I remember bringing in the new year with them and for the first time in my adult life, that New Year's Day meant something to me, all of the sudden I remembered the feeling of putting in a pin and saying, "That was the past, and from here on out, I'm only taking the good into the future, enough of dwelling on things I cannot control," and notably feeling the year and time in a different way.

So I wanted to say something that kind of represented that feeling, and that's the audio from the New Year's we celebrated together, then took that track and used parts of it in "It Can Only Get Better," so the two go together as a representation of taking that good nostalgia with you into the future.

AllMusic: That sounds like a thought process you may not have had in your twenties.

I was hyper-aware of how sentimental it was, but if you're doing fine in your life and you haven't come across any struggle, you're not really thinking about the past, your head is in the present. But when anyone goes through a rough time or a rough patch, nostalgia and sentiment suddenly become very important, so everything I did artistically, I would have made fun of in my twenties, I would have said, "That's really precious and overthought," but that's just where I was.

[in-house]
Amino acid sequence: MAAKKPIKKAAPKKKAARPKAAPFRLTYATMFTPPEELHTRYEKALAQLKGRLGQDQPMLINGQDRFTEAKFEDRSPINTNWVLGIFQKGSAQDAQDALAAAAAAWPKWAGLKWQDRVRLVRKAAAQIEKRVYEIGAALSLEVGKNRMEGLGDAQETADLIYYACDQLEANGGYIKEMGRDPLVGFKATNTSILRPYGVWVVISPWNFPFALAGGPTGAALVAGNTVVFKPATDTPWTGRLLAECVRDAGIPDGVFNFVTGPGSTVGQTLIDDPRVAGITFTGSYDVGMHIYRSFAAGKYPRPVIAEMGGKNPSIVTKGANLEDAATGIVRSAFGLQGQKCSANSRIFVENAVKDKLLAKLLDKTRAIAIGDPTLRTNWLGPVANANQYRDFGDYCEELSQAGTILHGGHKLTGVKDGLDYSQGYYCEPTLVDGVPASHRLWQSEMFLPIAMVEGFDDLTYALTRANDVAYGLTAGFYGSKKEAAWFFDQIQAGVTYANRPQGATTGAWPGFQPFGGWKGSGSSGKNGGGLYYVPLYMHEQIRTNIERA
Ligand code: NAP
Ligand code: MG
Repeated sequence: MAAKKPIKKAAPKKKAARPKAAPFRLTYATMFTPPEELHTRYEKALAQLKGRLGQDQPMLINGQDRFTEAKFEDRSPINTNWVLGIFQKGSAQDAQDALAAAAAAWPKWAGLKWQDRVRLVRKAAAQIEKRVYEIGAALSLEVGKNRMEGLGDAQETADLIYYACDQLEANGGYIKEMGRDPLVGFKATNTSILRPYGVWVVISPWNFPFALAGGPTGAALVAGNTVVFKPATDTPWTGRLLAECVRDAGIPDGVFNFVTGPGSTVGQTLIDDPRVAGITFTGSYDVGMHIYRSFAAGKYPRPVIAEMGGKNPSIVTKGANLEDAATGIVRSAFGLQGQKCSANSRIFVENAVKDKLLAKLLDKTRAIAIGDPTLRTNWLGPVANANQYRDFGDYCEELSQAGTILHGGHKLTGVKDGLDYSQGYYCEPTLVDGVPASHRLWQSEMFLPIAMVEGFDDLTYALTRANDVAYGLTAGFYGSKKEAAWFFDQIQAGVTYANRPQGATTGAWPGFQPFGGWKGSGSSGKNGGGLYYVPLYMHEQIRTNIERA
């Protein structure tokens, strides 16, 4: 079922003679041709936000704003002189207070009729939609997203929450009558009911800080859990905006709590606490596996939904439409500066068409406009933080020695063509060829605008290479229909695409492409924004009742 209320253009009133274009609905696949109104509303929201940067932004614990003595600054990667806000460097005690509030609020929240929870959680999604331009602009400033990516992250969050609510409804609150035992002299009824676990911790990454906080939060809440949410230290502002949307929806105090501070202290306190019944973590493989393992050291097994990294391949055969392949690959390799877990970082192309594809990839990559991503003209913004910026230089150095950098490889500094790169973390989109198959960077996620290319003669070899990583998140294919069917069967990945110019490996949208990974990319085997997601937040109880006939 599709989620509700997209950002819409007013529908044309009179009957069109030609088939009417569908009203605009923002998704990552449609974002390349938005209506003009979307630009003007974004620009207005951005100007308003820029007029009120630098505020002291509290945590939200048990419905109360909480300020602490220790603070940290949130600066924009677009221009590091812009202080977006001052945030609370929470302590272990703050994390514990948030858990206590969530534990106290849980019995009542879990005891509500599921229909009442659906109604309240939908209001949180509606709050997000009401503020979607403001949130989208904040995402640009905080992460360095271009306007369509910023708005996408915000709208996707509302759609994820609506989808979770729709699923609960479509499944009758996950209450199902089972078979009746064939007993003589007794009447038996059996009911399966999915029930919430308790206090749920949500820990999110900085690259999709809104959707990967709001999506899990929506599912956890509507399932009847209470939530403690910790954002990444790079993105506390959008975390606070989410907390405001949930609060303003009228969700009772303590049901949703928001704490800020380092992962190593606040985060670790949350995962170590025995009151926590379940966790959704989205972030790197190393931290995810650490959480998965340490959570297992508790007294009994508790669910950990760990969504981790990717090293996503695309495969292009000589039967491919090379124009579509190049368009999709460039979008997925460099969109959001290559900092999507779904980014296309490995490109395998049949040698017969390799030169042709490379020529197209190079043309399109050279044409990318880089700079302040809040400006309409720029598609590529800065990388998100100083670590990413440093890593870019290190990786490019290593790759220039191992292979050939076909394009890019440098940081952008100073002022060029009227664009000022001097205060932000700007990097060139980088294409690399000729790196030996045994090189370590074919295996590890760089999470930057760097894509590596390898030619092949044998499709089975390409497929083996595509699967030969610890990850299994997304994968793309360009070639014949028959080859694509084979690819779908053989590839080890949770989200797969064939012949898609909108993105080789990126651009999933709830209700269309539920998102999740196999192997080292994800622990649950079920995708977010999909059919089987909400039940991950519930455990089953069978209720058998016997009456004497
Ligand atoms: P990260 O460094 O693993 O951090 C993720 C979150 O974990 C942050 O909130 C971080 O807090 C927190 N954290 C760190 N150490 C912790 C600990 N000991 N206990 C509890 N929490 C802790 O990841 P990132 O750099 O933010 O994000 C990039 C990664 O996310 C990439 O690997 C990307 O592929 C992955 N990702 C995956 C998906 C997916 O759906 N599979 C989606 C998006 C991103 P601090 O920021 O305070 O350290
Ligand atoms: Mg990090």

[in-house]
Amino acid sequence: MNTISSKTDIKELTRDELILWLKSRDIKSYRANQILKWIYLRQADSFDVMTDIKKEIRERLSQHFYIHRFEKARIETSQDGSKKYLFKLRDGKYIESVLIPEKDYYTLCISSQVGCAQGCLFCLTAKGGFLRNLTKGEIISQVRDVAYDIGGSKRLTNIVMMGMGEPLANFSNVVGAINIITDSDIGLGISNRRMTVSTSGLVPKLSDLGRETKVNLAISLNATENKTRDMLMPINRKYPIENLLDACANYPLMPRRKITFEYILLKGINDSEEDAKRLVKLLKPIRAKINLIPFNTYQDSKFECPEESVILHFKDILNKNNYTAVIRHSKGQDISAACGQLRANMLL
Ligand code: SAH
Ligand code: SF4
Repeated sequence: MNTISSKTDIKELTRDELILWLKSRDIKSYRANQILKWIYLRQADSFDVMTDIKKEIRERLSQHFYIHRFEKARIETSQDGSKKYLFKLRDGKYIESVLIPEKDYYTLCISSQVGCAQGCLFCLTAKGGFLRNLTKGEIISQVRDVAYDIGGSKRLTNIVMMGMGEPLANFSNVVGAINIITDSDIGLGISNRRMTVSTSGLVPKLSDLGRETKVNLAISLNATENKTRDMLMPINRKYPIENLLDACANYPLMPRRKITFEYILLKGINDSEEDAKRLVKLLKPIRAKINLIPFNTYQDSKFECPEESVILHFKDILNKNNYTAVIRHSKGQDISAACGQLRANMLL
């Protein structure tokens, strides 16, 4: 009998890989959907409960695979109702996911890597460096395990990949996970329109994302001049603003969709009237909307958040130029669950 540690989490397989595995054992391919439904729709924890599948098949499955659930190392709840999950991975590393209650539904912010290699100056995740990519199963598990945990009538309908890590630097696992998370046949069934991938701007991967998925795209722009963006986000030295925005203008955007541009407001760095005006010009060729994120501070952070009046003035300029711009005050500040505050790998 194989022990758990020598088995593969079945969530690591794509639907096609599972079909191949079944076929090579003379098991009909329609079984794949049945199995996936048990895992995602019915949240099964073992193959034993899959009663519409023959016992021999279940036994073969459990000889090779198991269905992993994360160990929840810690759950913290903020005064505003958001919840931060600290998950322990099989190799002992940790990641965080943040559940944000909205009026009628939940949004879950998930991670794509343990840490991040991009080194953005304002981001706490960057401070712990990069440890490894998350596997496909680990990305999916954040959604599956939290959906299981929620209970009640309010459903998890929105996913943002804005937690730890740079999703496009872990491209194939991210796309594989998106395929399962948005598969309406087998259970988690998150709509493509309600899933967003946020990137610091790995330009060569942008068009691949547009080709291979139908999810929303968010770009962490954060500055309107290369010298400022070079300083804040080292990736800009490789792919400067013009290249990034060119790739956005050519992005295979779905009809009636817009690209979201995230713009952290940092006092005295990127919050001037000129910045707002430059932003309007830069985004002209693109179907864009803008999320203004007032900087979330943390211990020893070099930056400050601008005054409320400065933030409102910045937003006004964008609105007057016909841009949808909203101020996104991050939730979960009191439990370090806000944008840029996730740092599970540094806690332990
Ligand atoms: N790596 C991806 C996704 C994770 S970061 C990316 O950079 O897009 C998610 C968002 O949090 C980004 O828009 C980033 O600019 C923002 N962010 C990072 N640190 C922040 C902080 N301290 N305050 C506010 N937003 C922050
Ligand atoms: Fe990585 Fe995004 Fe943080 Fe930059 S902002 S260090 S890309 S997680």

AllMusic: Because of the way these songs came about, do you think of them as fitting in with your overall body of work, or are they in their own space?

I'm still trying to make all the pieces fit, I'm figuring that part out. I don't know that I necessarily think that they have to fit, because I've already kind of thought, "How do I go from 'Clementine' to 'It Can Only Get Better,' how do you make that jump?" You don't. So that's still in question, I'm figuring that out, the same way that there's a part of me that wants to make all these pieces fit, I don't know that I'm going to be satiated with whatever the puzzle piece is that makes them fit, because I don't think they necessarily have to.

AllMusic: You contributed songs for the movie Never Goin' Back, how did that experience live up to your expectations of what working on a movie would be like?